AN EXTRA £3m is available for disabled people’s grassroots organisations, the Government has announced.

User-led organisations will be able to bid for the extra money – “to better deliver services disabled people really need” – from July.

Minister for Disabled People, Maria Miller, is also appealing for ‘ambassadors’ to share best practise across the country.

The minister said:

“Disabled people should have choice and independence in how they live their lives.

“Organisations run by, and for, disabled people play a vital role in making sure they have their voices heard at every level.

“Grassroots organisations are the experts in their local communities. That is why we are investing £3million to help these organisations play an even greater role in shaping the decisions that will affect their lives.

“We are looking for ambassadors in each region to promote disabled people’s organisations and share their skills and experience to help local organisations to become even more successful.”

The minister is also appealing for talented individuals from private businesses, voluntary organisations and other charities to support the scheme by sharing their skills and expertise in areas such as HR, business planning, financial management and IT.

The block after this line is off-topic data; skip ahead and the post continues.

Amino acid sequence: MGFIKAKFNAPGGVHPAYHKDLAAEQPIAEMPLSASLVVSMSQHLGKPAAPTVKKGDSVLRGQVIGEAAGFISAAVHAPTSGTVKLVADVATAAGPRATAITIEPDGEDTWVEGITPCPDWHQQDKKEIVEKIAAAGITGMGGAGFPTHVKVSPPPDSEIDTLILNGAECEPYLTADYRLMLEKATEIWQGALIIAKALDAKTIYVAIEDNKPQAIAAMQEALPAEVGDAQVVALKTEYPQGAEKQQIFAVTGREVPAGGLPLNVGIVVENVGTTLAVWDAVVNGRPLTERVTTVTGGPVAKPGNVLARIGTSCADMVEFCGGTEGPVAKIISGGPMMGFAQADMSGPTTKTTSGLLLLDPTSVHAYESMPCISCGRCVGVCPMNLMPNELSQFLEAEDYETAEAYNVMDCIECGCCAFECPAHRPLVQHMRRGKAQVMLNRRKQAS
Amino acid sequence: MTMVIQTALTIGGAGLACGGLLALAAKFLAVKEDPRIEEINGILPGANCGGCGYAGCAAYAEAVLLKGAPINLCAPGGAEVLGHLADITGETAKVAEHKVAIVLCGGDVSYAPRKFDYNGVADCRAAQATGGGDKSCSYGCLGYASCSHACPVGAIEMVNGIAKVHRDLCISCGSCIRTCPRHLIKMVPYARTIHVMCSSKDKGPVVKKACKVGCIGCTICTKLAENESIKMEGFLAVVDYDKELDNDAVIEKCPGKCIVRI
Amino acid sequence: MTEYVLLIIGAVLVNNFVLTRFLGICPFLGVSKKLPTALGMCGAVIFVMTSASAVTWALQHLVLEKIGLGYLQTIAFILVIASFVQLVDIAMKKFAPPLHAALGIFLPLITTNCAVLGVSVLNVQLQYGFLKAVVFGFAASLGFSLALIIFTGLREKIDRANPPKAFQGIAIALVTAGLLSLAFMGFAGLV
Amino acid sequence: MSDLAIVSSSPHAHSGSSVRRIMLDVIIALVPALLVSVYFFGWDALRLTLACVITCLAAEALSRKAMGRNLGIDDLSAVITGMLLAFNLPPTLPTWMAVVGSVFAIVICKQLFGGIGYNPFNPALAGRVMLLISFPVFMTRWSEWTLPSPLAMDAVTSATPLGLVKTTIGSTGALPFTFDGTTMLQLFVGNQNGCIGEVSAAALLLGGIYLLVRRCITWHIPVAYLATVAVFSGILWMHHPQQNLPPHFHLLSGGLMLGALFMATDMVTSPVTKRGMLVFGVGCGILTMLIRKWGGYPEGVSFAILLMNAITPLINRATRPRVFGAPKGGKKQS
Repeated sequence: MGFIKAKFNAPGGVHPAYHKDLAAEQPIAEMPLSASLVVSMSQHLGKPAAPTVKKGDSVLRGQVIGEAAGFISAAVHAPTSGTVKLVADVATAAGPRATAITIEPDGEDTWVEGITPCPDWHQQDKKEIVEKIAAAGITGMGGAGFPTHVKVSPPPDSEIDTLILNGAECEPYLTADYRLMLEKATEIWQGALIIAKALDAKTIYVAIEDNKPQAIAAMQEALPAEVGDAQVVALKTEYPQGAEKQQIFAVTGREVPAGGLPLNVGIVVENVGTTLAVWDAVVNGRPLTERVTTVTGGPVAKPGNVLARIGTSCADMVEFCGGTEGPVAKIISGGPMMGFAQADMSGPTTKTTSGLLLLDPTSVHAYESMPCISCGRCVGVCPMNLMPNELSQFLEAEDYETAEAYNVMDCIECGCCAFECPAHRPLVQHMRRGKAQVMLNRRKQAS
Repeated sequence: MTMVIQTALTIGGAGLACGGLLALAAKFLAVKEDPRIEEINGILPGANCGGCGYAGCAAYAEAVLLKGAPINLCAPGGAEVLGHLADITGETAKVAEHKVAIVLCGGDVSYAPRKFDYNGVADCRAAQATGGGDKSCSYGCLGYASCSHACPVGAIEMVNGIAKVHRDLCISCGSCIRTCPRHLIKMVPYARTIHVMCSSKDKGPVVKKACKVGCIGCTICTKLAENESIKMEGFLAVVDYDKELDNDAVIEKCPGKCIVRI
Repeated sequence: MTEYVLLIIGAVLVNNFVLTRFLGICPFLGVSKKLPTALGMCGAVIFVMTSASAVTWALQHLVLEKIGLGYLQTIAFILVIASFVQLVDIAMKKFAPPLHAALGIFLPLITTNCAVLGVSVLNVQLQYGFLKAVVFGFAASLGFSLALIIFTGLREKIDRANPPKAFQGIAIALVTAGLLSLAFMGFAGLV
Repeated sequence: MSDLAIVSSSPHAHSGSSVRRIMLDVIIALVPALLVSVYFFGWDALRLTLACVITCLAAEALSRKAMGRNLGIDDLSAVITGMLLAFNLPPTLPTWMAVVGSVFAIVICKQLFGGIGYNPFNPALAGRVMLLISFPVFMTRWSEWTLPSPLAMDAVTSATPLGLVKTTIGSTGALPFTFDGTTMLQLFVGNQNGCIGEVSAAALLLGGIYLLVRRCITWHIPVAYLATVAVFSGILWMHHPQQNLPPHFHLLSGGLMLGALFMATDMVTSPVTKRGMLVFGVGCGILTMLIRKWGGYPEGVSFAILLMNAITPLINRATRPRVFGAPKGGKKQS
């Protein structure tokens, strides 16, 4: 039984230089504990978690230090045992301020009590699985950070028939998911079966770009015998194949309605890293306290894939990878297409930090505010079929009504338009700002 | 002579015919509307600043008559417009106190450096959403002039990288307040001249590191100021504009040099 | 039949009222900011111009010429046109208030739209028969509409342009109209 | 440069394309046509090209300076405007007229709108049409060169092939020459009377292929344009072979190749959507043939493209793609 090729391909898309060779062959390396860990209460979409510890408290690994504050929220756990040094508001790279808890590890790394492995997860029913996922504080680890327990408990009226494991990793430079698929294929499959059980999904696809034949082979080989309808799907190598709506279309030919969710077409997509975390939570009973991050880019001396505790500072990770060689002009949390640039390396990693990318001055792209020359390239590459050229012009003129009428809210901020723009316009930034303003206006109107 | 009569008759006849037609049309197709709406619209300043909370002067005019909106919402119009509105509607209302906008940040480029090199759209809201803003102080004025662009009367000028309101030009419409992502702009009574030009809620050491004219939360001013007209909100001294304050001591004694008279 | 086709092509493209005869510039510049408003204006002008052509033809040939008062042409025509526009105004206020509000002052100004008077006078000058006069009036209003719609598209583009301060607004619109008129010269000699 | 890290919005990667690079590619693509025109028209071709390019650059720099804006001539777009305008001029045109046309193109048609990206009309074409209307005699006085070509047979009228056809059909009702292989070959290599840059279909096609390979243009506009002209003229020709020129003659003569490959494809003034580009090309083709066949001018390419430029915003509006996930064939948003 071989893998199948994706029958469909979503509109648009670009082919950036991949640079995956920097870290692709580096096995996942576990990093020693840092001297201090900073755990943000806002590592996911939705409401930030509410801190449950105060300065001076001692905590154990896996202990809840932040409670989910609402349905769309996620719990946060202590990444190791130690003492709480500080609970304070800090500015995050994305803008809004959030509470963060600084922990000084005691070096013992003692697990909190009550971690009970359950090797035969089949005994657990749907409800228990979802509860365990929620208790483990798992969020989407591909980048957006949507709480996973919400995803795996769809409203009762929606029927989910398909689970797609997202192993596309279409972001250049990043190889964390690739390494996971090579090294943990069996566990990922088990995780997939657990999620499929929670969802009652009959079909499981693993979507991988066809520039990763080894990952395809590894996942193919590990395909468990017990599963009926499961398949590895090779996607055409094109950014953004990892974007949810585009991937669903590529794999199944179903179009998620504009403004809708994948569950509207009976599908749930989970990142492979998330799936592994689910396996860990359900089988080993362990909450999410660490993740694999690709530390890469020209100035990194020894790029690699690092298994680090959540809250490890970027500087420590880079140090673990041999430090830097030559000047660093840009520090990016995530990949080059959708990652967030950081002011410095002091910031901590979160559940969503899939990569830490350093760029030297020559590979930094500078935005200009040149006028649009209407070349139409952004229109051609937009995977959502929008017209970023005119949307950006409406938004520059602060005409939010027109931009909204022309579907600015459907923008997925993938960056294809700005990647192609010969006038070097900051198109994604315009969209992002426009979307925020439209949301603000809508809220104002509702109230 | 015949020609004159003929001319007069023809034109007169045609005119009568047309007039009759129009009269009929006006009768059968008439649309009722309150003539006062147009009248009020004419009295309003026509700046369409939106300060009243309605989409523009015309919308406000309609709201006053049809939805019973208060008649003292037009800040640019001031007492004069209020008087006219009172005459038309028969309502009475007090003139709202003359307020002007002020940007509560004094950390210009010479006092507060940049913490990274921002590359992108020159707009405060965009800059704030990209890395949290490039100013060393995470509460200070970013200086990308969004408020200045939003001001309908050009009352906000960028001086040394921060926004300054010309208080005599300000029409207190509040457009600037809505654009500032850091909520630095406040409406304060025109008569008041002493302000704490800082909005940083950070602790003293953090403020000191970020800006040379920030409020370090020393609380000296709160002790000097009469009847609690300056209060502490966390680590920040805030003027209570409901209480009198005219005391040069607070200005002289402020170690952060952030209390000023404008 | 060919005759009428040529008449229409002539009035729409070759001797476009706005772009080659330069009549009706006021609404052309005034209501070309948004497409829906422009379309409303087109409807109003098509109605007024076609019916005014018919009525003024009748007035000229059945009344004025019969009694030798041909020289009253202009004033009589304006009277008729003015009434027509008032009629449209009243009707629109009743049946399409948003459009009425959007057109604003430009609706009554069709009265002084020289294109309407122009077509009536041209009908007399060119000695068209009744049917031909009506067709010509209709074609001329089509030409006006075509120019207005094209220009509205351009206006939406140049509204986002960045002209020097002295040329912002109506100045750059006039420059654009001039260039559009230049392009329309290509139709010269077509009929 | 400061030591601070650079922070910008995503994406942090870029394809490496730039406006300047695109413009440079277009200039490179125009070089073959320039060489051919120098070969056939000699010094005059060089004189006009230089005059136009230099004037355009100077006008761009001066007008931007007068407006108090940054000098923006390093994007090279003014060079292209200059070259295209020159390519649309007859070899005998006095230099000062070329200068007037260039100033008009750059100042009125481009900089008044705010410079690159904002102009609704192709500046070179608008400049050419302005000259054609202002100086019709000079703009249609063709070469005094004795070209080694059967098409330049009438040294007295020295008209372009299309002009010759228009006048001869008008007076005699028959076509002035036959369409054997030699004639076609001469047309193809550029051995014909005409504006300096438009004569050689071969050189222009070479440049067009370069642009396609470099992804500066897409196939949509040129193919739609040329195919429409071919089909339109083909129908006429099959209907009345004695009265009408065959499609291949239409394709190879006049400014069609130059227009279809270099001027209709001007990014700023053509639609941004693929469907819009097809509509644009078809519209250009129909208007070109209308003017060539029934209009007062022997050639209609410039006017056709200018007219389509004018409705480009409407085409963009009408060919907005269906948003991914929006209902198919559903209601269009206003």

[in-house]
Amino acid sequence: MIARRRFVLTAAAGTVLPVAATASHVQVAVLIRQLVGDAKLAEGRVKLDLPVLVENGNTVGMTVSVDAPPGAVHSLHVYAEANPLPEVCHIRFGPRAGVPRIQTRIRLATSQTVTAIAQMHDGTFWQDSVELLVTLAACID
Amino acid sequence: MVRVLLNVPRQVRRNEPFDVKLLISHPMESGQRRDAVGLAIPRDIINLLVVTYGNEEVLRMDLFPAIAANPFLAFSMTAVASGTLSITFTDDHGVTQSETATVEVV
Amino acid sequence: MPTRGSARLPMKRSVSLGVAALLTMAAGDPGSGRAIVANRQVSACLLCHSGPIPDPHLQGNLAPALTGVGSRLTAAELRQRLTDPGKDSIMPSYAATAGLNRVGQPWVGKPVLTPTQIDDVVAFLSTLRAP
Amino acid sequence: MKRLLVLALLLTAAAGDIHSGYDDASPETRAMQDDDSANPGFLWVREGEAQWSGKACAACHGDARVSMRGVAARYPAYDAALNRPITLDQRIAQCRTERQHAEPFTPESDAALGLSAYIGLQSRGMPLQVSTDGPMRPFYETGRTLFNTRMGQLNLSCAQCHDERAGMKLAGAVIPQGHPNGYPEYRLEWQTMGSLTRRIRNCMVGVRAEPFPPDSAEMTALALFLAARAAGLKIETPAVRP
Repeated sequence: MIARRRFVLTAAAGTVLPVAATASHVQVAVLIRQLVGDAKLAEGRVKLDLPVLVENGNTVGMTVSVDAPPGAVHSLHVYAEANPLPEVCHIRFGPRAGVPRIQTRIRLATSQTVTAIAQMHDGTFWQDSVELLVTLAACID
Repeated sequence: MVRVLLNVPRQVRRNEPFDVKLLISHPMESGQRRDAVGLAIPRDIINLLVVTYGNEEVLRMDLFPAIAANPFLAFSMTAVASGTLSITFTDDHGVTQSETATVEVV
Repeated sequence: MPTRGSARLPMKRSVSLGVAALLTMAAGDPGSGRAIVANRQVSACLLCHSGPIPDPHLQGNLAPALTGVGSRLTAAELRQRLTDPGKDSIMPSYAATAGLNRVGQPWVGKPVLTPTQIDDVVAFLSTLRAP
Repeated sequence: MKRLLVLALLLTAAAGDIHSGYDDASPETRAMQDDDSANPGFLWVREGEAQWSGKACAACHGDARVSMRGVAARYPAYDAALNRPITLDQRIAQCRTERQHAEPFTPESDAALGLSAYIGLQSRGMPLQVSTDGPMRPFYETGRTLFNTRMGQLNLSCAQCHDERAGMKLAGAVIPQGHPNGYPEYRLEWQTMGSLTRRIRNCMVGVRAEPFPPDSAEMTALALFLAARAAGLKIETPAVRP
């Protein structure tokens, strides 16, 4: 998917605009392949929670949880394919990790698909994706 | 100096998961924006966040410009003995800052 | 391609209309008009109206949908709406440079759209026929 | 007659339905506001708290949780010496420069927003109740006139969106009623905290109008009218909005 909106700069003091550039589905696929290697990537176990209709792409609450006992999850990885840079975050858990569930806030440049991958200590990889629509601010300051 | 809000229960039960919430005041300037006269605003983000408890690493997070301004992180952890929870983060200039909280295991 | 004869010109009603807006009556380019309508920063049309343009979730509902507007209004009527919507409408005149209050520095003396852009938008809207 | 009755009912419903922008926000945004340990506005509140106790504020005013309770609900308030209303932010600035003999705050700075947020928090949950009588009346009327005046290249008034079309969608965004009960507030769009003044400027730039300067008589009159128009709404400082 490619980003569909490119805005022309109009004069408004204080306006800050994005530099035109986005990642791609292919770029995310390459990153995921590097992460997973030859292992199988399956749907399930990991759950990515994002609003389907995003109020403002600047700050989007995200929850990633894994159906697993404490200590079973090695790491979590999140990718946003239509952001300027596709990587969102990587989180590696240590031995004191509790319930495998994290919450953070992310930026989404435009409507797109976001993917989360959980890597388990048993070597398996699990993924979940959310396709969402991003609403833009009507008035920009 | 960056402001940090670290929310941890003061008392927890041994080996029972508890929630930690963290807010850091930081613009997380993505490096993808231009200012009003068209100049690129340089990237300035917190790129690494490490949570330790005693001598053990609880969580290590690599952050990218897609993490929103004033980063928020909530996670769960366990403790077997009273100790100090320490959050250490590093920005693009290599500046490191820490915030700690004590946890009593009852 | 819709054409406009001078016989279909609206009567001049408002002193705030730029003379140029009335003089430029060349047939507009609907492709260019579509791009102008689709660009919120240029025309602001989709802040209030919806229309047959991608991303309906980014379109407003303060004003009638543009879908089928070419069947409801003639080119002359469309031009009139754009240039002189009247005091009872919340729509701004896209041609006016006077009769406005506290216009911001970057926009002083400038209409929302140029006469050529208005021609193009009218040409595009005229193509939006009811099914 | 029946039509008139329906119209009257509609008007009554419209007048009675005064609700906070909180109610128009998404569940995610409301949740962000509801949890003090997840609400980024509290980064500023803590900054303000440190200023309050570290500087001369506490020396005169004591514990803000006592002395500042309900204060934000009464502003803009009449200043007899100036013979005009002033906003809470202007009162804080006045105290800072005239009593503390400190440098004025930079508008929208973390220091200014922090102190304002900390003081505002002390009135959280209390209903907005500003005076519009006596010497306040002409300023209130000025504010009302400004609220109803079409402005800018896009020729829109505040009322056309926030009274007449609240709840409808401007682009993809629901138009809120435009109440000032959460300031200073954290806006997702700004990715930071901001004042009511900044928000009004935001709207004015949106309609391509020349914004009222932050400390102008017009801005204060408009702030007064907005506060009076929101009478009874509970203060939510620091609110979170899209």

As part of the scheme, user-led organisations will be able to bid for a share of money for specific projects that will make a significant difference to their development and sustainability.

The fund will be discretionary and ULOs will have a say in how it will be administered and what the criteria for receiving a grant will be.

Philippa Thompson, CEO from the Independent Living Association for disabled people in West Sussex who is supporting the scheme, said:

“Smaller organisations like ours have less money and so we sometimes find it difficult to develop and improve services and skills.

“That’s why a grant fund, and the skills and experience we could gain through the scheme, will help us become even more successful in delivering services. Even a small amount of extra funding could make a big difference.”

Meanwhile, Jaspal Dhani, CEO of the United Kingdom Disabled People’s Council, said: “It’s great that the minister recognises the role DPOs play. But she needs to realise that daily life costs more if you’re disabled.

“And every cut to our support – whether it’s Disability Living Allowance or vital local services – makes it that much harder for us to play a part in our community.

“Thousands of disabled people gathered in London in May to make that point. But the minister turned down an invitation to listen to their concerns.

“If the Government is serious about promoting independence and greater involvement in decision making, it has to protect the support that allows them to contribute to their community.”